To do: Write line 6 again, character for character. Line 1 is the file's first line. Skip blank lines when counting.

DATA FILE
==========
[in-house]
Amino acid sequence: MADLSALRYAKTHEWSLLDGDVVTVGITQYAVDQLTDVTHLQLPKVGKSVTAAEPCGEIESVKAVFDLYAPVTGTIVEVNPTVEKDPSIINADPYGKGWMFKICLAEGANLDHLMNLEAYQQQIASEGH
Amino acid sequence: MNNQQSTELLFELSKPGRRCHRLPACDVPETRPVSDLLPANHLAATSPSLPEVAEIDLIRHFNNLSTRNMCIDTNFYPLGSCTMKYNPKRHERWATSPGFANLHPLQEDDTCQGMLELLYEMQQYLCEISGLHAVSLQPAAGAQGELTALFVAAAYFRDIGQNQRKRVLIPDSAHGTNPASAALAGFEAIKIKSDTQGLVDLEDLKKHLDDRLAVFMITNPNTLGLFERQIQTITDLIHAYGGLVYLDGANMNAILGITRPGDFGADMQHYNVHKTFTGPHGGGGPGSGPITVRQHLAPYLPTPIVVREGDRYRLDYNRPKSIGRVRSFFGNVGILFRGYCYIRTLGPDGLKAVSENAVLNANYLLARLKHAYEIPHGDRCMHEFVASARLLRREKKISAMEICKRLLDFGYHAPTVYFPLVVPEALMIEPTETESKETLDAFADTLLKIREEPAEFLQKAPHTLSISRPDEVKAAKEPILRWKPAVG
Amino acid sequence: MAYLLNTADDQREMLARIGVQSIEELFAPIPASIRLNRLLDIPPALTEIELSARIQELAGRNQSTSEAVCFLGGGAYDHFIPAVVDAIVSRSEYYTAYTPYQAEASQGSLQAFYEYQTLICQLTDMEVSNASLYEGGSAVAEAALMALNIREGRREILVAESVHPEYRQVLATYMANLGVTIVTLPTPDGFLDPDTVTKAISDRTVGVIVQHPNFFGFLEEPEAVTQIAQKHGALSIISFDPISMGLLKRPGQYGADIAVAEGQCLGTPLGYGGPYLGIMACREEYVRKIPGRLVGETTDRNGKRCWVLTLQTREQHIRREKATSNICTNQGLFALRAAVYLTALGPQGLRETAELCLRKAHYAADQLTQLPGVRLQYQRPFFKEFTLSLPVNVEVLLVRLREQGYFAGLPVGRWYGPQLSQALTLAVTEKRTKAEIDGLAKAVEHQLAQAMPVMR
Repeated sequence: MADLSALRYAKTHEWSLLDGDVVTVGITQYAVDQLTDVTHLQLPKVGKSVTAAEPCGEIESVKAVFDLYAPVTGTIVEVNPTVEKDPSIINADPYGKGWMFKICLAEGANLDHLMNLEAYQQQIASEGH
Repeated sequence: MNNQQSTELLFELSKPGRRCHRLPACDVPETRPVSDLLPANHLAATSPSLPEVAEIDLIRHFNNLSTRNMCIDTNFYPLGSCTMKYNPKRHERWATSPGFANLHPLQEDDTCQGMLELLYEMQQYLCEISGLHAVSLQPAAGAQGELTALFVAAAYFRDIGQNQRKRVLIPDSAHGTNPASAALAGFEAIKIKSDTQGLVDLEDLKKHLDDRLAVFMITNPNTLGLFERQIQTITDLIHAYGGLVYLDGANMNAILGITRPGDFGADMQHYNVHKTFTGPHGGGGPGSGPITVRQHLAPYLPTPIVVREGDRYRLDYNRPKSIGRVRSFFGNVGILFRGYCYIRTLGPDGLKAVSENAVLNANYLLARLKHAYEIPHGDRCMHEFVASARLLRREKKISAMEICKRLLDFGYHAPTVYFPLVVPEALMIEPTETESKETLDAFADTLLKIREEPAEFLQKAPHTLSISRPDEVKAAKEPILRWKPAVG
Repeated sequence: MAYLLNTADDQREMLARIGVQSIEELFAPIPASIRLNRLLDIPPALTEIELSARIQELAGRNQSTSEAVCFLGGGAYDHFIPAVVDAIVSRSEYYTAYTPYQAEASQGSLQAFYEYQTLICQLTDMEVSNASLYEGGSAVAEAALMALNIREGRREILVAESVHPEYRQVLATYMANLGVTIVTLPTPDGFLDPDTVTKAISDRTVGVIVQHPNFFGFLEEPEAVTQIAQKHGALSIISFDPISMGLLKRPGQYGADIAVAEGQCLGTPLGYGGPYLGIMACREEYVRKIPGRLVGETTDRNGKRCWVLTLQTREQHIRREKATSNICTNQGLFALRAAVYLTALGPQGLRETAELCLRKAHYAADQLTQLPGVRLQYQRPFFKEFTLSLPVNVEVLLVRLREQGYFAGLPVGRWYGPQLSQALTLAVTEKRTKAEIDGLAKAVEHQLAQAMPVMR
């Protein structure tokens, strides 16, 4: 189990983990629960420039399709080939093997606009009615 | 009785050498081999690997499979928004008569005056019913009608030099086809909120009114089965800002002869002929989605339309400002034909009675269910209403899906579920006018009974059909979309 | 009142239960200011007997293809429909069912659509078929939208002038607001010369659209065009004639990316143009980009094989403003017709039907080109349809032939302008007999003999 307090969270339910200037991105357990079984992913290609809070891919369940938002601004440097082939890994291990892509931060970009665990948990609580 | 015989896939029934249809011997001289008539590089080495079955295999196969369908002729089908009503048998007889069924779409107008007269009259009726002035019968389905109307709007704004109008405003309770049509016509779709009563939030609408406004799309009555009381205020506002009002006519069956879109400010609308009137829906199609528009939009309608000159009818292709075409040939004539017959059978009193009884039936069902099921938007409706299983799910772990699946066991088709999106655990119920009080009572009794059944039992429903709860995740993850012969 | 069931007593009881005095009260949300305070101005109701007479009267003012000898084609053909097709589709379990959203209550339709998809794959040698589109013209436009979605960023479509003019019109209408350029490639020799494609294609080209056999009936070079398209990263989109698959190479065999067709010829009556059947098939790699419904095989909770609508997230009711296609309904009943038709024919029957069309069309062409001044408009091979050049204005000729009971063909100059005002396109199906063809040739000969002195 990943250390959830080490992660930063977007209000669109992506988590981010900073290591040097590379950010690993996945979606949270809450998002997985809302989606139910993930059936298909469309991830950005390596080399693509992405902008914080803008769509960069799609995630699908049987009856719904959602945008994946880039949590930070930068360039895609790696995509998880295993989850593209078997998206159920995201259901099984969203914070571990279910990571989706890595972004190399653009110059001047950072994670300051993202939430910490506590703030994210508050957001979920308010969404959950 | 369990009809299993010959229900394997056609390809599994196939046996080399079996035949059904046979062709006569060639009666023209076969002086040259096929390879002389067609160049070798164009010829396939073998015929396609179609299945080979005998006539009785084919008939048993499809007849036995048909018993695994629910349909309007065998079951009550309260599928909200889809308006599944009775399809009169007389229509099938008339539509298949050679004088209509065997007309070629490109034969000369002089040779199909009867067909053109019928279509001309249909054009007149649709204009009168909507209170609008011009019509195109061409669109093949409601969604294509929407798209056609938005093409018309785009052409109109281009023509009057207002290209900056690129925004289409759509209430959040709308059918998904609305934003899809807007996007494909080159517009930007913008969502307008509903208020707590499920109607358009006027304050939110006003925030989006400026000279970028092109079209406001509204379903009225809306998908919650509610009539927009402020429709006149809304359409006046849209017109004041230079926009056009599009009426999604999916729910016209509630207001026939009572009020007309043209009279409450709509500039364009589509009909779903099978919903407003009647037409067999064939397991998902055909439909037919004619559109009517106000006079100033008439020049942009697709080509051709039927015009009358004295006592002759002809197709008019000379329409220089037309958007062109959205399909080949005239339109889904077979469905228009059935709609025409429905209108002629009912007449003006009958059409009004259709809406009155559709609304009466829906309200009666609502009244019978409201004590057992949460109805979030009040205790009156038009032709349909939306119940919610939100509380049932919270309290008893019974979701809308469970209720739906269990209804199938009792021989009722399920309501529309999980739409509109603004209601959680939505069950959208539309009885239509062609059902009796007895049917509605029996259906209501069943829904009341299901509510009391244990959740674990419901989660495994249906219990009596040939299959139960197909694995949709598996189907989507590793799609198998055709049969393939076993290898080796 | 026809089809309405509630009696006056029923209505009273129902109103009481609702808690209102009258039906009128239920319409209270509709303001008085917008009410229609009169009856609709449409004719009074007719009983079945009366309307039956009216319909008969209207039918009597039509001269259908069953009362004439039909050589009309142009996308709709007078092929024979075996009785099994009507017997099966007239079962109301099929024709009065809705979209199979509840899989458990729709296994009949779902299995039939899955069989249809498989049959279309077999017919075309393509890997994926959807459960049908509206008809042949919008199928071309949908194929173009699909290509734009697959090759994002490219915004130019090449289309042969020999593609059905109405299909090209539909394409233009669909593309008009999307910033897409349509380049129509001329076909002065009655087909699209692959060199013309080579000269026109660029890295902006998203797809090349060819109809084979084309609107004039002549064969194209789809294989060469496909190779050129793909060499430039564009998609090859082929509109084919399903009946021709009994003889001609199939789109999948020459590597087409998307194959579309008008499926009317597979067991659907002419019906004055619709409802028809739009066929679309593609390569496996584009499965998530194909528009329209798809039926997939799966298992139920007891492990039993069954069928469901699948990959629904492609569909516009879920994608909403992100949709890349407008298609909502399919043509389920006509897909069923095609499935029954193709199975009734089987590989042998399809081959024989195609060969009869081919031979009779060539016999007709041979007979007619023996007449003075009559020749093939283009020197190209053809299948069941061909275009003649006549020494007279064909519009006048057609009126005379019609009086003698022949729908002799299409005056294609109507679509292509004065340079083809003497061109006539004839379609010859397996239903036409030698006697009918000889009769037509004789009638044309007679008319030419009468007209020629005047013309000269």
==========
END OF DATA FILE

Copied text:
Repeated sequence: MNNQQSTELLFELSKPGRRCHRLPACDVPETRPVSDLLPANHLAATSPSLPEVAEIDLIRHFNNLSTRNMCIDTNFYPLGSCTMKYNPKRHERWATSPGFANLHPLQEDDTCQGMLELLYEMQQYLCEISGLHAVSLQPAAGAQGELTALFVAAAYFRDIGQNQRKRVLIPDSAHGTNPASAALAGFEAIKIKSDTQGLVDLEDLKKHLDDRLAVFMITNPNTLGLFERQIQTITDLIHAYGGLVYLDGANMNAILGITRPGDFGADMQHYNVHKTFTGPHGGGGPGSGPITVRQHLAPYLPTPIVVREGDRYRLDYNRPKSIGRVRSFFGNVGILFRGYCYIRTLGPDGLKAVSENAVLNANYLLARLKHAYEIPHGDRCMHEFVASARLLRREKKISAMEICKRLLDFGYHAPTVYFPLVVPEALMIEPTETESKETLDAFADTLLKIREEPAEFLQKAPHTLSISRPDEVKAAKEPILRWKPAVG